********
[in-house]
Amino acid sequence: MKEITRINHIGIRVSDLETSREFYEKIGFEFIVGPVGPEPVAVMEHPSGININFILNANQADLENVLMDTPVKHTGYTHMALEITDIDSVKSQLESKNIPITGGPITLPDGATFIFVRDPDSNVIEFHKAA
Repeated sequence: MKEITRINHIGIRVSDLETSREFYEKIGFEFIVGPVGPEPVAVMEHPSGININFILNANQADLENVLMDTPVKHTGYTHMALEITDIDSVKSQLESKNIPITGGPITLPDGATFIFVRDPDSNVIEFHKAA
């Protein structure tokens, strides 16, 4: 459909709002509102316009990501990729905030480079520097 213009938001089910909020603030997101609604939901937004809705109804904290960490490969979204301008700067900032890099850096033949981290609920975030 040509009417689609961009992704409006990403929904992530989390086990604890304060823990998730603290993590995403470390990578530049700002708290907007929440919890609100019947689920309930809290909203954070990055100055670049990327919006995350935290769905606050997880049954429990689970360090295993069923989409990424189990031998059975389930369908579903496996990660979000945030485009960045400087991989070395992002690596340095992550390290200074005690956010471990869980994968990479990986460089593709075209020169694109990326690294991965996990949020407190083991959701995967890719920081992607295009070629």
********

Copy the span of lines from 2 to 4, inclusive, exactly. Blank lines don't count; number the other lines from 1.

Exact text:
Amino acid sequence: MKEITRINHIGIRVSDLETSREFYEKIGFEFIVGPVGPEPVAVMEHPSGININFILNANQADLENVLMDTPVKHTGYTHMALEITDIDSVKSQLESKNIPITGGPITLPDGATFIFVRDPDSNVIEFHKAA
Repeated sequence: MKEITRINHIGIRVSDLETSREFYEKIGFEFIVGPVGPEPVAVMEHPSGININFILNANQADLENVLMDTPVKHTGYTHMALEITDIDSVKSQLESKNIPITGGPITLPDGATFIFVRDPDSNVIEFHKAA
């Protein structure tokens, strides 16, 4: 459909709002509102316009990501990729905030480079520097 213009938001089910909020603030997101609604939901937004809705109804904290960490490969979204301008700067900032890099850096033949981290609920975030 040509009417689609961009992704409006990403929904992530989390086990604890304060823990998730603290993590995403470390990578530049700002708290907007929440919890609100019947689920309930809290909203954070990055100055670049990327919006995350935290769905606050997880049954429990689970360090295993069923989409990424189990031998059975389930369908579903496996990660979000945030485009960045400087991989070395992002690596340095992550390290200074005690956010471990869980994968990479990986460089593709075209020169694109990326690294991965996990949020407190083991959701995967890719920081992607295009070629």